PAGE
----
Cuyahoga County

New Task Force Formed to Fight Human Trafficking

Ohio Attorney General Mike DeWine, Cuyahoga County Sheriff Clifford Pinkney, Cuyahoga County Prosecutor Michael O'Malley, U.S. Department of Homeland Security Investigations Acting Special Agent in Charge Steve Francis, and Independence Police Chief Michael Kilbane today announced the formation of a new task force that will work to fight human trafficking in Northeast Ohio.

The Cuyahoga County Regional Human Trafficking Task Force, which is part of the Ohio Attorney General's Ohio Organized Crime Investigations Commission, is being led by the Cuyahoga County Sheriff's Department and includes representatives from each of the aforementioned local and federal agencies.

The task force, which recently began operations, will investigate incidents of human trafficking primarily in Cuyahoga County.

Investigators have already opened a number of investigations, and the task force has rescued nine human trafficking victims since its formation. An additional 56 victims have been identified as possibly being involved in sex trafficking.

Among those rescued by the task force include a 14-year-old girl who investigators found was being advertised on the internet for sex. Three suspects are now facing felony human trafficking charges related to that case, and dozens of other suspects face possible felony charges as the task force continues their open investigations.

"Human trafficking is a vile crime, and I'm confident that this task force will make a difference in the lives of many more victims who are currently enslaved by traffickers in northeast Ohio," said Attorney General DeWine. "Human traffickers may think that their crimes will go unnoticed, but through this partnership of state, local, and federal authorities, traffickers will be exposed and held accountable for their actions."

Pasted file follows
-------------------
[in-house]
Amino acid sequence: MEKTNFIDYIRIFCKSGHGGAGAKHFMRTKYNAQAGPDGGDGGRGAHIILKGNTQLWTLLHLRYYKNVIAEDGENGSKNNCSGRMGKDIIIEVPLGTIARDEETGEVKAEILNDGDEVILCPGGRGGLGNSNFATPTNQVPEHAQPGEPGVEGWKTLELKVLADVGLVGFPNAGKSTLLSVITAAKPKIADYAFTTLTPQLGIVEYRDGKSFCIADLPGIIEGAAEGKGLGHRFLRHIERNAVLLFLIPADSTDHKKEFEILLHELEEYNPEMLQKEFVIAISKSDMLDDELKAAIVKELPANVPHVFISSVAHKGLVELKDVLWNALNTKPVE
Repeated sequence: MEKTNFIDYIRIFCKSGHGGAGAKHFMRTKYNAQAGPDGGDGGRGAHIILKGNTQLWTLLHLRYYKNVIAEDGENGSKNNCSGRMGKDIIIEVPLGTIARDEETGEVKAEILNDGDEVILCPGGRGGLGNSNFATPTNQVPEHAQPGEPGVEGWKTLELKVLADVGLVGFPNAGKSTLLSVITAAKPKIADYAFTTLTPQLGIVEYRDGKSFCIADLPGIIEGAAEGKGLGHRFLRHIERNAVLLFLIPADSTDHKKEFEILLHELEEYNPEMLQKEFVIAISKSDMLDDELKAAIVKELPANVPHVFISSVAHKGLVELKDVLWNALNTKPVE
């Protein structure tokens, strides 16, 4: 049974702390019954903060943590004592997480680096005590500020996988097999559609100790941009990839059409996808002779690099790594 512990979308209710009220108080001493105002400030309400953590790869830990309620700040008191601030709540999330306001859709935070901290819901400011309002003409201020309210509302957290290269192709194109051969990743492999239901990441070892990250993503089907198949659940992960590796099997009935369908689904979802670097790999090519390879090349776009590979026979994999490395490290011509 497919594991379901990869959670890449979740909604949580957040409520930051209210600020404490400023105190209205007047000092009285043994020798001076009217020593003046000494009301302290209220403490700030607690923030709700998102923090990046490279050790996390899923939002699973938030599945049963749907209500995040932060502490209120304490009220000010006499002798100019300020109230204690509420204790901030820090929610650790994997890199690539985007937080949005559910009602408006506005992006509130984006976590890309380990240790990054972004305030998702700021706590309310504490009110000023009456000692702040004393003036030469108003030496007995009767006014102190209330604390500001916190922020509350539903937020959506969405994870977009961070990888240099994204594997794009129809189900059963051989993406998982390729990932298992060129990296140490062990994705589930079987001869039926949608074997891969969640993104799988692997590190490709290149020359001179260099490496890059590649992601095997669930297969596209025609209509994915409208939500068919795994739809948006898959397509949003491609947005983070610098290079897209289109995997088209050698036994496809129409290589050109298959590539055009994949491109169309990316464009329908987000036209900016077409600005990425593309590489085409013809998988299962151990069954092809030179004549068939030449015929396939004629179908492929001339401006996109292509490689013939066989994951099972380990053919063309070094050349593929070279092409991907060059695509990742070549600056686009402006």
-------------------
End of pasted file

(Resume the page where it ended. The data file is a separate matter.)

"Our mission in setting up the Cuyahoga County Regional Human Trafficking Task Force is to identify and recover victims, to prosecute those who perpetrate this crime, and to put an end to this crime," said Sheriff Pinkney.

“The HSI approach to human trafficking investigations is a simple but highly effective one: We start with the victim and work our way backwards,” said Steve Francis, acting special agent in charge of HSI Detroit, which covers Michigan and Ohio. “We look forward to working with our law enforcement and community partners to eradicate human trafficking in Ohio and anywhere else it exists.”

"Human trafficking is a heinous offense that preys on some of the most vulnerable victims in society," said Independence Police Chief Kilbane. "The Independence Police Department would like to thank Attorney General DeWine for dedicating the resources to combat this crime and give a much needed voice to its victims. Our department is proud to be part of this groundbreaking initiative, and we look forward to making a large impact on human trafficking in Ohio."

Established in 1986, the Attorney General's Ohio Organized Crime Investigations Commission (OOCIC) assists local law enforcement agencies in combating organized crime and corrupt activities through the creation of multi-jurisdictional task forces. The commission also provides task forces with additional resources such as specialized equipment, audio/video technical expertise, and assistance from OOCIC criminal intelligence analysts.

Investigators on the Cuyahoga County Regional Human Trafficking Task Force will work full-time on human trafficking cases, and an investigator will be on-call 24/7 to respond to situations where a victim needs help.

Anyone wishing to seek help or report activity that may be related to human trafficking in Cuyahoga County can call the Cuyahoga County Sheriff's Office at 216-443-6085.

Common warning signs that a person is being trafficked include signs of physical abuse and starvation; a person who does not have any identification documents, seems to be controlled, is rarely alone, and is kept away from family and friends; has a "boyfriend" who is much older; runs away from home; talks about traveling to other cities; moves often; has a tattoo that may be a trafficker's branding; appears to live at or near a workplace; works with a large group of people in a small space; works long hours and is not free to leave.